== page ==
Dec 29, 2021 / Sports Medicine
Spondylolysis: A Common Cause of Back Pain in Young Athletes
Sports medicine physician Jane S. Chung, M.D., says, “Athletes and parents should be aware of the symptoms of spondylolysis, as this is one of the most common causes of low back pain in adolescent athletes that we see in pediatric sports medicine.”
What sports are most likely to cause spondylolysis?
Spondylolysis is often associated with sports that require repetitive back extension (arching of the back, or bending backwards), such as tumbling during gymnastics or cheer, blocking as a football lineman, dancing or serving in volleyball or tennis. Our experience has been that spondylolysis can occur in any sport, including baseball, soccer and others that are not thought of as involving excessive back extension.
Is this a condition diagnosed in children only?
There are different types of spondylolysis that occur in all ages, but it is more commonly diagnosed in adolescent athletes because of the extreme demands of physical activities and sports.
What symptoms are reported with this condition?
Back pain and stiffness during and after activity are most common.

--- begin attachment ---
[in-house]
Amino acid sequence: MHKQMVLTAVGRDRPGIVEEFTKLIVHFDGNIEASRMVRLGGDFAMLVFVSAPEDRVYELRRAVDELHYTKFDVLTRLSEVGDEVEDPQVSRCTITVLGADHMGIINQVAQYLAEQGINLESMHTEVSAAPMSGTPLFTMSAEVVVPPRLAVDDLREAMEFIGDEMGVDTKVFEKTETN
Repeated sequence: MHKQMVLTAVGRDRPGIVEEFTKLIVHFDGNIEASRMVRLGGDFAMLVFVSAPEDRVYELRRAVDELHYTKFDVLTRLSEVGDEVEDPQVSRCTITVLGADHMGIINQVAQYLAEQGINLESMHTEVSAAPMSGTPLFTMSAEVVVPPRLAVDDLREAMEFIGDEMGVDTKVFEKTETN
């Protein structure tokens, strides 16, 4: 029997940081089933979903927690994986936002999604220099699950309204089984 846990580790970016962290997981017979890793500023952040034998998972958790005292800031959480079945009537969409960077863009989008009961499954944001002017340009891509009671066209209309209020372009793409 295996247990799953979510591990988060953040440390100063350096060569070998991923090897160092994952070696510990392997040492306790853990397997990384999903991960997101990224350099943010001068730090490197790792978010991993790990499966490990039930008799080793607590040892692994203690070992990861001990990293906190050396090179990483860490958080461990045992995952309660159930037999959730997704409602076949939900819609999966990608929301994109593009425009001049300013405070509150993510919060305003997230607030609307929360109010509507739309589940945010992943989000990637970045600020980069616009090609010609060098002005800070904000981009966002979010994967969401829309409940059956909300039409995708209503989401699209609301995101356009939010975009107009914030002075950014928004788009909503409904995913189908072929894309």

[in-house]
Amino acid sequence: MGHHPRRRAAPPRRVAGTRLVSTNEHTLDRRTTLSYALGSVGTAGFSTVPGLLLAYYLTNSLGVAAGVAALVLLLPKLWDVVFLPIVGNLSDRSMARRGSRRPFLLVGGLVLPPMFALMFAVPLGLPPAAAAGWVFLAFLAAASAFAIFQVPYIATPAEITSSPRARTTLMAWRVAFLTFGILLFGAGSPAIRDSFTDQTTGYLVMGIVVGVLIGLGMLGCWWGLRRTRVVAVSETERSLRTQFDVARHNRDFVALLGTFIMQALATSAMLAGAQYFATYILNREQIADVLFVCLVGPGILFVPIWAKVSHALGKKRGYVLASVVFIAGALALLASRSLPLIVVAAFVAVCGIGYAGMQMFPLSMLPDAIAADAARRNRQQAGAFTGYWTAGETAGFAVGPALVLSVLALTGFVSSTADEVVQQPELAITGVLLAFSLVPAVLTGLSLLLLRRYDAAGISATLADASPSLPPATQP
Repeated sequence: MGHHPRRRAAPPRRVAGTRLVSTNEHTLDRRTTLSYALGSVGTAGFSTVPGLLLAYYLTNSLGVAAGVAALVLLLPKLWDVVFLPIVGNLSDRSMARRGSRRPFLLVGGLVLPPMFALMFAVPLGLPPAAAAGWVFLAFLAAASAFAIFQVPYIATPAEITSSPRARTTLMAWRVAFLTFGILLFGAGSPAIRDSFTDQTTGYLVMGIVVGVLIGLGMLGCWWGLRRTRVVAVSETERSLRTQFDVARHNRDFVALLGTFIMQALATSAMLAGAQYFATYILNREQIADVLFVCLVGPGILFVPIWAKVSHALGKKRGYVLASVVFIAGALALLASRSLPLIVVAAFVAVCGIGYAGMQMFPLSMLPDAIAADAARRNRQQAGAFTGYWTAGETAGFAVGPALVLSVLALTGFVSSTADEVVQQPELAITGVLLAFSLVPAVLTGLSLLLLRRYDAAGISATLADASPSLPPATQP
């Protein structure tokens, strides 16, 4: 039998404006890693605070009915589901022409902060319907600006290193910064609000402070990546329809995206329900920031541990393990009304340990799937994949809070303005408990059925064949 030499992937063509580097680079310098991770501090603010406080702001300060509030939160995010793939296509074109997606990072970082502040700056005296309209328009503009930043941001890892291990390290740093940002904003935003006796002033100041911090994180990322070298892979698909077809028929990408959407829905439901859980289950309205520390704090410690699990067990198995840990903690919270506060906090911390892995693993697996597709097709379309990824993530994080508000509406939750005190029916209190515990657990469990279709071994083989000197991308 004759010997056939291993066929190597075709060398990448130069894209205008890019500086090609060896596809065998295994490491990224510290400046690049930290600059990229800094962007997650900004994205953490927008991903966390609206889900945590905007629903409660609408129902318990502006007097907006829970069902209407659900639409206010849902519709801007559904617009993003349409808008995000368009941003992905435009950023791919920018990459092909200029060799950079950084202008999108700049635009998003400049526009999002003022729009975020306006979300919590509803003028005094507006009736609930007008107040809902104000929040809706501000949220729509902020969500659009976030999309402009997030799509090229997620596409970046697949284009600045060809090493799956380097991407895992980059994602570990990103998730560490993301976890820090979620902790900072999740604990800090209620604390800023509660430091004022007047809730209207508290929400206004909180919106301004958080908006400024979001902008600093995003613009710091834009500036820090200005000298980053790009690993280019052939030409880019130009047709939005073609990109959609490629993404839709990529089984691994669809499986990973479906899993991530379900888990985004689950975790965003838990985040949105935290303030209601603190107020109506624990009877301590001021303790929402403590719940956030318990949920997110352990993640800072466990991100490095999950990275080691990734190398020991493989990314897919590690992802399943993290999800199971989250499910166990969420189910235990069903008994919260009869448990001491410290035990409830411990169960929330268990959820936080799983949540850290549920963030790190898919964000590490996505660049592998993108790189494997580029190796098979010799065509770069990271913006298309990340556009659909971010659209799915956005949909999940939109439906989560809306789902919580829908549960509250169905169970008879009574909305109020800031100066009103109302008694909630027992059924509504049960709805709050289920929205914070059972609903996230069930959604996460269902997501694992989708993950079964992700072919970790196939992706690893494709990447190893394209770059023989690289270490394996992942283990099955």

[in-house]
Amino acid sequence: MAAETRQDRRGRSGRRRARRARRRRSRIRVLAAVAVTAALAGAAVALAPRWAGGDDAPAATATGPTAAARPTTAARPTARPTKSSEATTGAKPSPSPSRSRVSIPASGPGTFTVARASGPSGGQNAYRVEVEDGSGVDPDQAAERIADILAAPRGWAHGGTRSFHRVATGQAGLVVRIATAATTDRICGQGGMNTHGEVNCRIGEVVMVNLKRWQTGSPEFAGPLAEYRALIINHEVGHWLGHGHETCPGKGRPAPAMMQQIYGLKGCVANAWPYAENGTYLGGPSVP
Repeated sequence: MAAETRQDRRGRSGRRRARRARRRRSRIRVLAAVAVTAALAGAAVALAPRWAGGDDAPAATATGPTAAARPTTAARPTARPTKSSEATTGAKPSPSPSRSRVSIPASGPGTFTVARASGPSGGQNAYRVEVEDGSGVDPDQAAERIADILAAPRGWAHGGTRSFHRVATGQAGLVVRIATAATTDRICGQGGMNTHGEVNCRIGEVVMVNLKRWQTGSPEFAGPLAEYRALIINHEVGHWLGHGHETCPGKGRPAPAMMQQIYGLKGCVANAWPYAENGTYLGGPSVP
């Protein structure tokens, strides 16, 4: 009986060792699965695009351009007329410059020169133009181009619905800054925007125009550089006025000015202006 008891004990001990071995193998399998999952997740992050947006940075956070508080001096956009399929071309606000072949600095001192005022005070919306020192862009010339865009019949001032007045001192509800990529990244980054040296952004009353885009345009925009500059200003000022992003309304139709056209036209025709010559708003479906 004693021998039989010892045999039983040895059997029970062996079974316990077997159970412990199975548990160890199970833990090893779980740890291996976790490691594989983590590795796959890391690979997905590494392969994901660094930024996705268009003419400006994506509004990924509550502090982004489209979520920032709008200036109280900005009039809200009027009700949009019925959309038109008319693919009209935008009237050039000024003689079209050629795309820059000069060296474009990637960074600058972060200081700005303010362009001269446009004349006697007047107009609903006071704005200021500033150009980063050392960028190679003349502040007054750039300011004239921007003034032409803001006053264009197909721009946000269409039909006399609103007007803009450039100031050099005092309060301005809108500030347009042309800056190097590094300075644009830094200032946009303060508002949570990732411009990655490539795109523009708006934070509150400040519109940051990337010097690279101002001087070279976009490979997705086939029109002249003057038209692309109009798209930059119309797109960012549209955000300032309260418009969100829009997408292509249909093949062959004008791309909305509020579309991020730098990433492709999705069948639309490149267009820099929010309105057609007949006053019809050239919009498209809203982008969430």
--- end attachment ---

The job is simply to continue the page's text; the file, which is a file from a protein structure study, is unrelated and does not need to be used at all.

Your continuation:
How is it diagnosed?
A thorough history and physical exam will often provide information that raises the possibility of spondylolysis. The diagnosis is usually confirmed with imaging. Sometimes, if there is a complete fracture or crack in the bone, this can be seen on X-rays. More often, an MRI is helpful to identify stress injuries that may not be visible on X-rays.
What is the treatment for this condition?
Shane M. Miller, M.D., sports medicine physician, says, “With increased demands placed on young athletes including year-round sport participation and specializing in one sport, we are diagnosing this condition more frequently. When identified and treated early, athletes tend to miss less time from their sport, and have a greater success rate of returning to sports and continuing to play at a high level.”
Physical therapy may also be recommended to help improve flexibility and core strength. Muscle imbalance caused by tight hamstrings and weak stomach muscles can be improved with appropriate exercises. Stronger muscles support the spine and help decrease the stress placed on the bones and discs.
Is surgery needed?
It is unlikely that surgery would be needed unless the spondylolysis progresses to a more severe condition called spondylolisthesis. Even with this progression, rest and bracing are often successful. Surgery may be necessary in cases if the non-surgical treatments do not work.
With increasing trends of single sport specialization and the pressure of performing year-round, this is a common injury we treat in our young athletes. Chung and Miller encourage athletes and parents to not ignore these symptoms and to seek further evaluation by a pediatric sports medicine specialist if they are concerned. Early detection and treatment lead to a greater chance of returning to same level of sport.
Learn more about pediatric sports medicine.